HAMPI – of what remains of the ancient Vijayanagara is hauntingly beautiful.
Part VII : We Wonder
“Have you noticed how different the hills of Hampi are ? “ I exclaimed.
Anindya was driving us back home. We had started from our hotel in Hospet at around 6:30 am. Music on, it was a long bumpy drive ahead. Glimpses from the last two days were flashing across both of our minds.
“What do you mean?” Anindya asked , turning down the volume of the music player, parting his attention from the road.
“I mean, the hills of Hampi are made out of granite boulders, arranged on each other. It is so very different from other hills we come across. Even the Sandura Mountains of Hospet which is hardly 15 Km away from Hampi is of totally different appearance. What do you think would lead to formation of such heaves of boulders?”
Anindya nodded thoughtfully, “True. What would have created that!? The hills of Hampi are really distinctive”
I got encouraged to carry on with what was going on in my mind for some time now.
“Doesn’t it look like piles of debris, rubbles of some destruction? If a gigantic granite palace is brought down, the remains will probably resemble the hills of Hampi. Years of erosion would have smoothed the surface of the granite and we see it in the present form they are.”
Anindya was excited, “Now that you are saying, I too feel the same. The hills do really look like piles of debris from distance. Who knows what had been there thousands of years ago. It is quite possible that some ancient advanced civilization existed at a prehistoric time, whose palaces might have been there, which eventually got destroyed. There must have been some powerful massive explosion, some sort of nuclear cataclysm that would have brought down the huge structures that would have been there.”
Both of us felt excited to see the hills in a new light, though there is probably a more reasonable explanation as per natural laws which explain the origin of the hills. I made a note in my mind to check out how the geologists explain the formation of such hills.
Our drive to Bangalore was uneventful. The road was no better or no worse than what I have described in the Part I of the series. We stopped once to take petrol and once to have food at Kamat, at a distance of around 140 Km from Bangalore. We reached our ‘Home sweet home’ by 2:00 pm.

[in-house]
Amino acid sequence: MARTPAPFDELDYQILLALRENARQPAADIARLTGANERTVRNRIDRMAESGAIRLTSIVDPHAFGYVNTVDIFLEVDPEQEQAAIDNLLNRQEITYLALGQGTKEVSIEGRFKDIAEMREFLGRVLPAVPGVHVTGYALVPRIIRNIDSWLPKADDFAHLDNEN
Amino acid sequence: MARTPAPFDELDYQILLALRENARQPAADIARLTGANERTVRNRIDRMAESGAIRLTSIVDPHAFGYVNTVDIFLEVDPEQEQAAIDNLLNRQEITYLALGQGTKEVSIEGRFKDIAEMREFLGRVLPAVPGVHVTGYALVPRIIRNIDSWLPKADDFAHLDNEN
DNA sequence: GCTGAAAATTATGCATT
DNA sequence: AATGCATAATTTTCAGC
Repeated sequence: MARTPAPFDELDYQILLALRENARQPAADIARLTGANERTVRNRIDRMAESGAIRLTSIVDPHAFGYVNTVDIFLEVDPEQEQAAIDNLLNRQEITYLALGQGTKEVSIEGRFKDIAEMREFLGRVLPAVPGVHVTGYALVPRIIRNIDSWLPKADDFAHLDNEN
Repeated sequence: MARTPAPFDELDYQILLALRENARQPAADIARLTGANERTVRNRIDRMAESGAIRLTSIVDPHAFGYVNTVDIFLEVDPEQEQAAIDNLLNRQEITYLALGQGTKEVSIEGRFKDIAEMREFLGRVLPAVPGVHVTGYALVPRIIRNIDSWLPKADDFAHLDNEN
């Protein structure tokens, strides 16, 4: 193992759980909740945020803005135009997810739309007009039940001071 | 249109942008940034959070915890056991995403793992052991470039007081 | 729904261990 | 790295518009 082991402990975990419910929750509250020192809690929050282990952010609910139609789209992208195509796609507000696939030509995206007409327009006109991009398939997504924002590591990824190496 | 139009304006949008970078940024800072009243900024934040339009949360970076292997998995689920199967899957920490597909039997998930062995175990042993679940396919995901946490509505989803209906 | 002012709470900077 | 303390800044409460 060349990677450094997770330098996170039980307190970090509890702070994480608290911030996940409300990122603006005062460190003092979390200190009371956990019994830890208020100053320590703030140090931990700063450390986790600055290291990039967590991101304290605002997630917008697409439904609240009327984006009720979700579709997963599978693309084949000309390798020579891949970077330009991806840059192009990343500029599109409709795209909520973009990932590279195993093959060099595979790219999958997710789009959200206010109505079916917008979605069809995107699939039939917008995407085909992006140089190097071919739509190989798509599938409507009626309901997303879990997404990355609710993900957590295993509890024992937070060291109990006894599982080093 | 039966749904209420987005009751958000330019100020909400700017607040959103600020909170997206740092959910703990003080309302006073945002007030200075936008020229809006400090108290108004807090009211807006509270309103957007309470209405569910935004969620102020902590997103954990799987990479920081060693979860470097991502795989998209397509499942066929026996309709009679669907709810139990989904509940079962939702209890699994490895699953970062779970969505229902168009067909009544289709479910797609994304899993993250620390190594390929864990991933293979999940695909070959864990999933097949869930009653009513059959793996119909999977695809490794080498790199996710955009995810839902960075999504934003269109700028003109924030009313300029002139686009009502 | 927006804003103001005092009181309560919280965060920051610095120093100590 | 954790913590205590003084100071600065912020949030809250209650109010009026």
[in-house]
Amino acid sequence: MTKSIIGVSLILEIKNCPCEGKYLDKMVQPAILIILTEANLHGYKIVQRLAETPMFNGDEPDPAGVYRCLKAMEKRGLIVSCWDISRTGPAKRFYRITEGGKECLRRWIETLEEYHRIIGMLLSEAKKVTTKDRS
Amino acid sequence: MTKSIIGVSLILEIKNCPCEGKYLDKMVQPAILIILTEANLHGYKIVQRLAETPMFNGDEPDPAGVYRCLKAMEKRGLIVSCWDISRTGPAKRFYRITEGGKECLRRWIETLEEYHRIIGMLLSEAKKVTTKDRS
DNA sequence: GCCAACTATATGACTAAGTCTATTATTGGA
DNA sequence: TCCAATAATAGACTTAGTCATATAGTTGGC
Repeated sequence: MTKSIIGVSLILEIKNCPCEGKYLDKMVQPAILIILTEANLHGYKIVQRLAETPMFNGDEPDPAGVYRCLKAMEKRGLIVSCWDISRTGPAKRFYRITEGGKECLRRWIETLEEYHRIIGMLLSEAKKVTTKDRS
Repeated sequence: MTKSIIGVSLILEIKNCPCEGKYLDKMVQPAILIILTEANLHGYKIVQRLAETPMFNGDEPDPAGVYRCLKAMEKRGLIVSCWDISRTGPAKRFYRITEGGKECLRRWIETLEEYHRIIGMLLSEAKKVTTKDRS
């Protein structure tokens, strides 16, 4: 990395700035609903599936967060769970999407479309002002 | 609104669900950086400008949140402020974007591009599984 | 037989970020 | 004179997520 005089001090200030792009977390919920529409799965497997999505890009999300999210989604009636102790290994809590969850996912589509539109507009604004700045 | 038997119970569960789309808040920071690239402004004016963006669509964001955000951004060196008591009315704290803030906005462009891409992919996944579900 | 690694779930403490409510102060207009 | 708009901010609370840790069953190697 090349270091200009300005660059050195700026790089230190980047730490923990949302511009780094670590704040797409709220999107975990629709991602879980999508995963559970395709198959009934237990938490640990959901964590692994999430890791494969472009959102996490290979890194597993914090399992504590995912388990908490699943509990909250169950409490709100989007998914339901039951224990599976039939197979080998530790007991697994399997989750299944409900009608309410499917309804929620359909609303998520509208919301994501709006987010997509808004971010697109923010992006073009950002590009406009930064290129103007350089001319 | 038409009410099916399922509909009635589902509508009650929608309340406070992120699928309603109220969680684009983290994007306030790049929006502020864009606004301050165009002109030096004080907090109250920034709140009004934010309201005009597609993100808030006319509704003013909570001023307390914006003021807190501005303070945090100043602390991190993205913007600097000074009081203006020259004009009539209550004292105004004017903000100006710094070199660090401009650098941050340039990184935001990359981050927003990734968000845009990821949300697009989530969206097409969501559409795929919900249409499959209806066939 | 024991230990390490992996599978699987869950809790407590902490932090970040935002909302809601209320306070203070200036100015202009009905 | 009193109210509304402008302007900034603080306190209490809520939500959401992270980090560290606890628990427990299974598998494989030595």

Our Hampi trip was over. What a trip it was! Hampi filled our hearts with awe, excitement, happiness and more. Had we got another one day, we could have taken a coracle ride and covered Anegondi. But that remains pending till the time we come back.
Geology of Hampi
Well, after coming back from Hampi, I did search for the geologist’s explanation for creation of the extraordinary landscape of Hampi and this is what I found. I would try to put it in simple words.
Hampi is situated on a part of the Deccan plateau which is one of the oldest exposed surface on the earth. Granite rocks in general are formed as huge monolithic chunks when lava freezes deep inside the earth without coming in contact with the atmosphere. The granites thus formed are sometimes moved towards the surface of the earth due to upliftment of the entire region due to tectonic movement, forming granite mountains. Now let the elements of weather, the sun, rain, wind work on the giant monoliths of granite for millions of years. The result is the landscape you see at Hampi.
But, our minds are only half convinced by the Geologist’s explanation. We continue to remain mystified by the peculiar structures of the hills. Who knows what was there thousands of years ago and what happened at that time! May be the association between Hampi and human civilization is much older than we suppose! Or may be the Geologists are right. What do you think ?
If you have missed out, please find below the links to the previous posts of the Hampi Series